Prior to the season, it was universal knowledge that O'Neal's NBA clock was ticking, but nearly halfway through the year, it has become clear he will have to work his tail off to ensure it doesn't stop before the campaign's conclusion.
Juwan Howard's All-Star status vanished as quickly as it came, and at 39, he has fallen off the grid completely.
Howard is averaging 0.9 points and 0.7 rebounds in 4.4 minutes per contest. He has appeared in only 14 games thus far, and in limited action, has proven to be more of a liability on both ends than anything else.
Since his one and only All-Star selection during the 1995-1996 season, Howard's production and overall effectiveness have steadily declined.
The power forward has very little, if anything, left to give to the game of basketball, but he just hasn't let go, further diminishing his already tarnished legacy.
Since signing one of the most lucrative contracts in NBA history, Rashard Lewis has been nothing but a disappointment.
While it was impossible for Lewis to ever live up to his $22.2 million salary, the expectation was that he would continue to put some points on the board.
That has not been the case, as Lewis is averaging a mere 8.2 points in over 25 minutes per game. His usually strong field-goal percentage has taken a turn for the worst, and his prowess from beyond the arc is officially nonexistent.
At 32, the two-time All-star has proven to have little left to offer the Wizards as he continues to play his way toward new heights—of failure.
The Philadelphia 76ers have been a pleasant surprise thus far, but Elton Brand has been an unwelcome disappointment.
Brand is averaging a career worst 10.3 points and 6.8 rebounds per game in just over 27 minutes per game. His efficiency in the low post is faltering, and Philadelphia has been at its best on offense without him.
While he is only 32, Brand has lost more than a step or two. His defense has been solid, but not nearly enough to eclipse his offensive woes. The power forward no longer boasts a balanced attack that utilizes both power and finesse, and instead has chosen to force the action, resulting in a gluttony of low-percentage shot attempts.
The two-time All-Star was once one of the most effective low-post scorers in the league, but now this supposed strength has become a virtual pitfall.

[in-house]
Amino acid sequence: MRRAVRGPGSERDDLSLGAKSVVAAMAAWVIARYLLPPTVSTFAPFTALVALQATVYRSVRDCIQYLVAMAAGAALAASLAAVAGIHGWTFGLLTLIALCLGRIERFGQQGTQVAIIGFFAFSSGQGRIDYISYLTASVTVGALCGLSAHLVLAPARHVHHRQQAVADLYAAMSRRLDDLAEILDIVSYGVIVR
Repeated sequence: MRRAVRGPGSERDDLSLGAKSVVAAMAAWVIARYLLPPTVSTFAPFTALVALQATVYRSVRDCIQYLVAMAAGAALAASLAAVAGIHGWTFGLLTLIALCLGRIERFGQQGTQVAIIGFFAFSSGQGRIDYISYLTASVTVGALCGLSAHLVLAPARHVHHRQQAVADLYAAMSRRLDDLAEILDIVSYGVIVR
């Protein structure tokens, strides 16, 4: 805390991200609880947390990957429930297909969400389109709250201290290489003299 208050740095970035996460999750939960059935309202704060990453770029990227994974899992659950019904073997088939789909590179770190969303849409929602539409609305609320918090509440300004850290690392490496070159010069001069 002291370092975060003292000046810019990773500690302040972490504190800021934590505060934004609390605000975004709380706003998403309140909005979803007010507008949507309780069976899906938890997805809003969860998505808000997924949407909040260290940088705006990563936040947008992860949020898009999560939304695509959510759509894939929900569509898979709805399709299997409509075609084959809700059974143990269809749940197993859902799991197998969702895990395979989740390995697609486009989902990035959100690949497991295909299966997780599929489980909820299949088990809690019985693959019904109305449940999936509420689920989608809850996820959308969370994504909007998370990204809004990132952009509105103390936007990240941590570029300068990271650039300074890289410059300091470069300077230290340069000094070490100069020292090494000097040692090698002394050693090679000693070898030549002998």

When the Jazz brought in Devin Harris as part of a package for Deron Williams, they had hope that the 28-year-old point would be able to recapture his All-Star form.
Unfortunately, he hasn't even come close.
Harris is averaging 8.7 points and 4.3 assists in nearly 26 minutes per game, while often being outperformed by backups Earl Watson and Jamaal Tinsley. His struggles have become so prevalent that Utah has opted to make him readily available to any potentially interested teams.
To refer to Harris as washed up before he even hits 30 is brutal, but not unjustified. He is having the worst season of his career since he was a rookie, and the Jazz have had to find ways to win in spite of his performances, not because of them.
Some athletes simply fade quicker than others.
To be honest, Tracy McGrady's career has been floundering for five years, and while he has held on for this long, it has become clear that any fight left is fleeting.
McGrady is averaging 6.7 points and three rebounds in 18 minutes per game this season. While few athletes are still at the top of their game when they hit 32, the shooting guard's drop has been much more noticeable thanks to a slew of injuries.
McGrady once averaged 32.1 points per game for an entire season, but now, nearly a decade later, he is reduced to reminiscing about his seven All-Star selections instead of holding out hope for another one.
It will be sad to see McGrady concede to his health issues, but unfortunately, such a day has never been closer.